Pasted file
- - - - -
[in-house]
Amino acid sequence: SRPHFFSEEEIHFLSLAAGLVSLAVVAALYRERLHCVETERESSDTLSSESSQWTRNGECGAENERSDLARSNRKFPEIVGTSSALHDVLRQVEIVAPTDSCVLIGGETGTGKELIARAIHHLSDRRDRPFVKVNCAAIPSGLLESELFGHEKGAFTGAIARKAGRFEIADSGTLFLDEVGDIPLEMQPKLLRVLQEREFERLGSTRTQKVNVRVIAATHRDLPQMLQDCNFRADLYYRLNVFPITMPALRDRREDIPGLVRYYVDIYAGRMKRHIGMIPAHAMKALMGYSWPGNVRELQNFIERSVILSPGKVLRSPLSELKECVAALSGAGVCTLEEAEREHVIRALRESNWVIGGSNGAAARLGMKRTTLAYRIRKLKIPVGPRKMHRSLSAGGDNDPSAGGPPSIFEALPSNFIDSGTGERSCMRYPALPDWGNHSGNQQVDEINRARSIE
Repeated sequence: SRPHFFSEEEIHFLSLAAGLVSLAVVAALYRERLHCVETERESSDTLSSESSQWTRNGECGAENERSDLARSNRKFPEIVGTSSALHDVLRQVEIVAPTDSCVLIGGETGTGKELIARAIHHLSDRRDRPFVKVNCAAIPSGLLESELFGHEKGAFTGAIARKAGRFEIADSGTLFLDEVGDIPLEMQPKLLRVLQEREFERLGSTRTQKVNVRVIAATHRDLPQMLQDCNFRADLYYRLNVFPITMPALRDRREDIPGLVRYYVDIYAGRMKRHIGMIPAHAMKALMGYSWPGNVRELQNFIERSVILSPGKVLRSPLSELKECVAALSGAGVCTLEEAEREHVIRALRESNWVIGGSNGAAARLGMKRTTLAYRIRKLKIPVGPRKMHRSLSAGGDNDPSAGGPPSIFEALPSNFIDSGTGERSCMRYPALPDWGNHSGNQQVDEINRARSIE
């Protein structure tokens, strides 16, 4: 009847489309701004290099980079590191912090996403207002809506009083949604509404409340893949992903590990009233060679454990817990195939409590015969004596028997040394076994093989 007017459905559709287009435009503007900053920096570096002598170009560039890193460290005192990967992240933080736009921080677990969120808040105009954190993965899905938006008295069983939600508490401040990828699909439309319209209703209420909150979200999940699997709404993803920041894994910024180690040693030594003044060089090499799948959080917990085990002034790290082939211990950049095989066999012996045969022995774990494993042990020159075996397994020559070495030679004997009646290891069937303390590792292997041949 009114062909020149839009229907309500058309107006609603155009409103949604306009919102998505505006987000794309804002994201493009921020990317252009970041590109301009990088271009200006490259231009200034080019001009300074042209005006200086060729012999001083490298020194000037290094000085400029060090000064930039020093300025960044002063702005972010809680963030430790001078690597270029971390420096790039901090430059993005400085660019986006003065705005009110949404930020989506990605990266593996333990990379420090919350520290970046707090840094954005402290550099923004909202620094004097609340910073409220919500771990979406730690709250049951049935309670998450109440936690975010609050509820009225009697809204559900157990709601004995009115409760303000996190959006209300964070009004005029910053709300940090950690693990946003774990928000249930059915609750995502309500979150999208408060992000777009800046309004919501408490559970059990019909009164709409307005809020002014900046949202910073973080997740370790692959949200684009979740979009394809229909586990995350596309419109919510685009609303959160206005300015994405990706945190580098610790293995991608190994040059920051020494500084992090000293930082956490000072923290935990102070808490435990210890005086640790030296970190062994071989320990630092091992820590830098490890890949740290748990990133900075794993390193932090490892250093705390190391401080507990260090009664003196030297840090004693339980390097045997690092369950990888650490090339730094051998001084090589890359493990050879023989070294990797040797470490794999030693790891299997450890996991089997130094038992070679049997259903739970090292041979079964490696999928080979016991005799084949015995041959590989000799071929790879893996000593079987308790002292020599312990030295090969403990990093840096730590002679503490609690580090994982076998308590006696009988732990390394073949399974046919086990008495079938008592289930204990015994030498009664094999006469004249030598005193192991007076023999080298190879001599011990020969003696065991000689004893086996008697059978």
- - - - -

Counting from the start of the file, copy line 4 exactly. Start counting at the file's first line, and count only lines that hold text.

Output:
């Protein structure tokens, strides 16, 4: 009847489309701004290099980079590191912090996403207002809506009083949604509404409340893949992903590990009233060679454990817990195939409590015969004596028997040394076994093989 007017459905559709287009435009503007900053920096570096002598170009560039890193460290005192990967992240933080736009921080677990969120808040105009954190993965899905938006008295069983939600508490401040990828699909439309319209209703209420909150979200999940699997709404993803920041894994910024180690040693030594003044060089090499799948959080917990085990002034790290082939211990950049095989066999012996045969022995774990494993042990020159075996397994020559070495030679004997009646290891069937303390590792292997041949 009114062909020149839009229907309500058309107006609603155009409103949604306009919102998505505006987000794309804002994201493009921020990317252009970041590109301009990088271009200006490259231009200034080019001009300074042209005006200086060729012999001083490298020194000037290094000085400029060090000064930039020093300025960044002063702005972010809680963030430790001078690597270029971390420096790039901090430059993005400085660019986006003065705005009110949404930020989506990605990266593996333990990379420090919350520290970046707090840094954005402290550099923004909202620094004097609340910073409220919500771990979406730690709250049951049935309670998450109440936690975010609050509820009225009697809204559900157990709601004995009115409760303000996190959006209300964070009004005029910053709300940090950690693990946003774990928000249930059915609750995502309500979150999208408060992000777009800046309004919501408490559970059990019909009164709409307005809020002014900046949202910073973080997740370790692959949200684009979740979009394809229909586990995350596309419109919510685009609303959160206005300015994405990706945190580098610790293995991608190994040059920051020494500084992090000293930082956490000072923290935990102070808490435990210890005086640790030296970190062994071989320990630092091992820590830098490890890949740290748990990133900075794993390193932090490892250093705390190391401080507990260090009664003196030297840090004693339980390097045997690092369950990888650490090339730094051998001084090589890359493990050879023989070294990797040797470490794999030693790891299997450890996991089997130094038992070679049997259903739970090292041979079964490696999928080979016991005799084949015995041959590989000799071929790879893996000593079987308790002292020599312990030295090969403990990093840096730590002679503490609690580090994982076998308590006696009988732990390394073949399974046919086990008495079938008592289930204990015994030498009664094999006469004249030598005193192991007076023999080298190879001599011990020969003696065991000689004893086996008697059978």